What Floor Is This
When I first got admitted to hospital, I got my family to buy me a journal so I could document everything that was going on. Even though part of me wants to forget all of this ordeal when it’s over, another part of me knows I will want to be able to go back and remember the little details.
Problem is, writing is hard! Not the process of putting thoughts into words, that is easy. But physically picking up a pen and writing out letters is a slow process, and my hand cramps after five minutes.
I am truly a member of the computer generation.
After about a week, I moved to typing all my thoughts and experiences into WordPress and not publishing. That way, if I do feel like sharing one particular story, it will be easy to put up.
Well today I am going to share a piece I wrote in that original journal. It’s a little short because, as mentioned, my hand cramped up and I couldn’t get the words on paper fast enough before the inspiration left my head.
It’s not funny, or witty, or inspiring. But it’s something I think about and go back to a lot…
The Moncton Hospital is made up of seven floors. Each floor has its designation and purpose. Instead of saying “Maternity,” often people will just say “the second floor” and know what area is being referred to.
The sixth floor is the oncology ward. Everyone knows it’s where the cancer patients go.
Even though I’m 25, people my age often go to the Pediatrics ward. There aren’t very many people in their twenties who require long-term care, so it’s easier to stick them in with the youngins’. We’re a little more active than those who take up many of the other beds anyways. But the kid’s ward is hectic, and busy, and I hear the nurses there are a little more harried. So my family doctor requested I be put in onocology.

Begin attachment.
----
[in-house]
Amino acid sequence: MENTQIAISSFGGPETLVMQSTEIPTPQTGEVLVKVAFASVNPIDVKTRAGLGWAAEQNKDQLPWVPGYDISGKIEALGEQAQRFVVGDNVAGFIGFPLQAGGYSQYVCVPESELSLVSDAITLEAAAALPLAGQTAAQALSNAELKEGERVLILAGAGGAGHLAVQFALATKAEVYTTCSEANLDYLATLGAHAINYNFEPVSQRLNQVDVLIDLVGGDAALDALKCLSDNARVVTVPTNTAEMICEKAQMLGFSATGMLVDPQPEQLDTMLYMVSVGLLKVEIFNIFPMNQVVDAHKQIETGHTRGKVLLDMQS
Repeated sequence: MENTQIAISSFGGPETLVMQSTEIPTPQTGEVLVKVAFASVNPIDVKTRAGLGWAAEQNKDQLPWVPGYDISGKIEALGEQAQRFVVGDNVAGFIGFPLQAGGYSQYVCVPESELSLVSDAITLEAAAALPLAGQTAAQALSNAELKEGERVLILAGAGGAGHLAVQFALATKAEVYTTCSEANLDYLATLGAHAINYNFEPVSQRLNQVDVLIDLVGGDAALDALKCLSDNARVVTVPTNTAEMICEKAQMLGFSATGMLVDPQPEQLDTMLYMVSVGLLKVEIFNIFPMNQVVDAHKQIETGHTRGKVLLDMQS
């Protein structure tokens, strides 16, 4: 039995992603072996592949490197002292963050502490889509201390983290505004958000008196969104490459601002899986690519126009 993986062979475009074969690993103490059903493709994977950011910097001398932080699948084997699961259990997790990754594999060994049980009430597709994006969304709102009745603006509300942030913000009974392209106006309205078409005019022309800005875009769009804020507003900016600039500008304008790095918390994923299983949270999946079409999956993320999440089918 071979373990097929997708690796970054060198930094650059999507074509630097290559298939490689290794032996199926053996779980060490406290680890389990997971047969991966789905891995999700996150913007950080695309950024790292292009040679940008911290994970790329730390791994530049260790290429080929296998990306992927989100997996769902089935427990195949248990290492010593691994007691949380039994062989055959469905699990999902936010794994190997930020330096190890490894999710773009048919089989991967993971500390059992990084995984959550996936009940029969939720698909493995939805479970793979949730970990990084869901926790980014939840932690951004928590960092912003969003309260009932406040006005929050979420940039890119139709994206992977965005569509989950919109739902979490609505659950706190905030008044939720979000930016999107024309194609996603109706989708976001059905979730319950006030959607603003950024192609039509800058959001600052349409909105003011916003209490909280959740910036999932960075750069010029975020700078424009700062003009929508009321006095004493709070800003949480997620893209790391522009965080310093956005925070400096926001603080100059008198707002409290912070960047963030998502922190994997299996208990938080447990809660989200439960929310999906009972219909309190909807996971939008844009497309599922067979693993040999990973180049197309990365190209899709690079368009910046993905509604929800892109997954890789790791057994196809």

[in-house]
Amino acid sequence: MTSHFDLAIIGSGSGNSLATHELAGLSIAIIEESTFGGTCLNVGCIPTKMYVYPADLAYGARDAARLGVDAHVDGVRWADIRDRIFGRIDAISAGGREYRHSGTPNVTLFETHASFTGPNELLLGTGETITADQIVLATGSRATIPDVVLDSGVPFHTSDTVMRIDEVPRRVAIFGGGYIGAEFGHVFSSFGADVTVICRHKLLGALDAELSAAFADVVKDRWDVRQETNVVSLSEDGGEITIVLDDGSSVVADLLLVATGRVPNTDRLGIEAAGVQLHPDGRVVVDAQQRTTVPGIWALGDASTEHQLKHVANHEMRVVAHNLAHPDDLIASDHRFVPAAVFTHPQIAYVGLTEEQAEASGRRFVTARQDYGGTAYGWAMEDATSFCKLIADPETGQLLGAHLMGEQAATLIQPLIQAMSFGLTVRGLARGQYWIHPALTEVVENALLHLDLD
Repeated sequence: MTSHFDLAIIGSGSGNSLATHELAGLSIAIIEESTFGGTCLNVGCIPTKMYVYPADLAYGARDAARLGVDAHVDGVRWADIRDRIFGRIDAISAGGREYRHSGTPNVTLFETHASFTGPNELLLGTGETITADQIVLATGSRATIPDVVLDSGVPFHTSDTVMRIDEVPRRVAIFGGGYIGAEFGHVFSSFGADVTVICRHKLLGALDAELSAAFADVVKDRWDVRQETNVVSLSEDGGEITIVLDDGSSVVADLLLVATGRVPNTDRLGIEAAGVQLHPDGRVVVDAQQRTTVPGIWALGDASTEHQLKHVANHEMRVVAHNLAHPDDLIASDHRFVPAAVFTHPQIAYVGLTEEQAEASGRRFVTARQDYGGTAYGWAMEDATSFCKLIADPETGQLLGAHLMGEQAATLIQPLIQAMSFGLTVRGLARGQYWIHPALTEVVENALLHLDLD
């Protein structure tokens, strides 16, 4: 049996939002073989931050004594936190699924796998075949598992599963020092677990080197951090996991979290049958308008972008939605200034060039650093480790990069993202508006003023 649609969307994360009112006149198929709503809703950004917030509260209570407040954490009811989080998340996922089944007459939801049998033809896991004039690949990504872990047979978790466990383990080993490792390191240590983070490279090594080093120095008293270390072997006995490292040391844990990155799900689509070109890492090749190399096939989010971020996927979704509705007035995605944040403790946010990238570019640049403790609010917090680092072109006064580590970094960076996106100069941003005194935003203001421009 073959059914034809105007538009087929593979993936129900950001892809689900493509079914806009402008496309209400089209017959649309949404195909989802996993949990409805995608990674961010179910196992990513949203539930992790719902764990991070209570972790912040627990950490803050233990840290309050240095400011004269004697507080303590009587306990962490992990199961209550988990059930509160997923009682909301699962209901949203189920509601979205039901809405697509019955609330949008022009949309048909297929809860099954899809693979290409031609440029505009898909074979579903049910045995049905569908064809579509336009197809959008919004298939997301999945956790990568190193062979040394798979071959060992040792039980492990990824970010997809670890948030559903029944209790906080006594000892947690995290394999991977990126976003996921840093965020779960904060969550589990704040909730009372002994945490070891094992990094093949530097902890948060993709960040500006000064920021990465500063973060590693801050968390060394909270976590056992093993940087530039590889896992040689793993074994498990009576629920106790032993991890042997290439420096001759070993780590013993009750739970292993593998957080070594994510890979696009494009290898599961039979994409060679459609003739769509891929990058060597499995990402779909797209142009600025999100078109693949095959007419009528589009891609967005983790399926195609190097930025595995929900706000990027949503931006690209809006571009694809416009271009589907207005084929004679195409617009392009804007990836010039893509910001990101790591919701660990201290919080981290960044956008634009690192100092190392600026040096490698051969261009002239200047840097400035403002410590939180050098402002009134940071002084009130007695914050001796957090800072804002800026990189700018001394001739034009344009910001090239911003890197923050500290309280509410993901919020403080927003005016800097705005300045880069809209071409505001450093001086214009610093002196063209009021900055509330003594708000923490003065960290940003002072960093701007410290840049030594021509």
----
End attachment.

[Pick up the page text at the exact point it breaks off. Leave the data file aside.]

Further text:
It is mostly elderly people on the sixth floor. They’re quiet, apart from when their obnoxious middle-aged children come in to visit. The elderly actually like the food at the hospital, and they all look dead when they sleep. I chat with the other patients up here, but it is never a friendly chat. Everyone is engrossed by their own illness and problems.
Some of the lighter characters I’ve met in the hospital are the porters, those designated to wheel patients around to appointments and tests. The small talk with the porters is always a breath of fresh air after the depressing talk that happens in the oncology ward.
The other day, a porter was taking me back upstairs after a round of tests. He expertly turned my stretcher into the elevator and pushed 6.
“What the hell are you doing on the sixth floor anyways?” he asked.
I thought about it. This is where I would crack a joke or just tell the truth. But really, I didn’t have an answer for him. Because I don’t know why I’m up here. 25-year-olds aren’t supposed to get cancer. And I don’t belong here.